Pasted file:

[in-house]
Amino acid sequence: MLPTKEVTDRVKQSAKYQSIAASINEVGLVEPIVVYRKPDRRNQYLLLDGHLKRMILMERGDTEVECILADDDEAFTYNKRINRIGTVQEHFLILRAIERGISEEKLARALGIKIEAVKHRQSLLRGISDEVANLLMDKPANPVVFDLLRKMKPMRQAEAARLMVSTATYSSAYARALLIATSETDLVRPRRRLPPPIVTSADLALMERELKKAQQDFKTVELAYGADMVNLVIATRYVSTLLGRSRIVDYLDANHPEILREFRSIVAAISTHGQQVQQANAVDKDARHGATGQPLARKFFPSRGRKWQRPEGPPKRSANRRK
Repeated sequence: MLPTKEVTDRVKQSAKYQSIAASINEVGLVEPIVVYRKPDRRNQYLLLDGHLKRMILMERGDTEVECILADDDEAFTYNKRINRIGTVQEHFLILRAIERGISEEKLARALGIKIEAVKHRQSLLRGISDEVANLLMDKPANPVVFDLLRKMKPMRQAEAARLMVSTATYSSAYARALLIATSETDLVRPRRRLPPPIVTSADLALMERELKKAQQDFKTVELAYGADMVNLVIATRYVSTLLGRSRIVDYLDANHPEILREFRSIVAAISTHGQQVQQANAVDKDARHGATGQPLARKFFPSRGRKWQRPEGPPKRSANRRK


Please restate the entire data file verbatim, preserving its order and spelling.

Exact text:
[in-house]
Amino acid sequence: MLPTKEVTDRVKQSAKYQSIAASINEVGLVEPIVVYRKPDRRNQYLLLDGHLKRMILMERGDTEVECILADDDEAFTYNKRINRIGTVQEHFLILRAIERGISEEKLARALGIKIEAVKHRQSLLRGISDEVANLLMDKPANPVVFDLLRKMKPMRQAEAARLMVSTATYSSAYARALLIATSETDLVRPRRRLPPPIVTSADLALMERELKKAQQDFKTVELAYGADMVNLVIATRYVSTLLGRSRIVDYLDANHPEILREFRSIVAAISTHGQQVQQANAVDKDARHGATGQPLARKFFPSRGRKWQRPEGPPKRSANRRK
Repeated sequence: MLPTKEVTDRVKQSAKYQSIAASINEVGLVEPIVVYRKPDRRNQYLLLDGHLKRMILMERGDTEVECILADDDEAFTYNKRINRIGTVQEHFLILRAIERGISEEKLARALGIKIEAVKHRQSLLRGISDEVANLLMDKPANPVVFDLLRKMKPMRQAEAARLMVSTATYSSAYARALLIATSETDLVRPRRRLPPPIVTSADLALMERELKKAQQDFKTVELAYGADMVNLVIATRYVSTLLGRSRIVDYLDANHPEILREFRSIVAAISTHGQQVQQANAVDKDARHGATGQPLARKFFPSRGRKWQRPEGPPKRSANRRK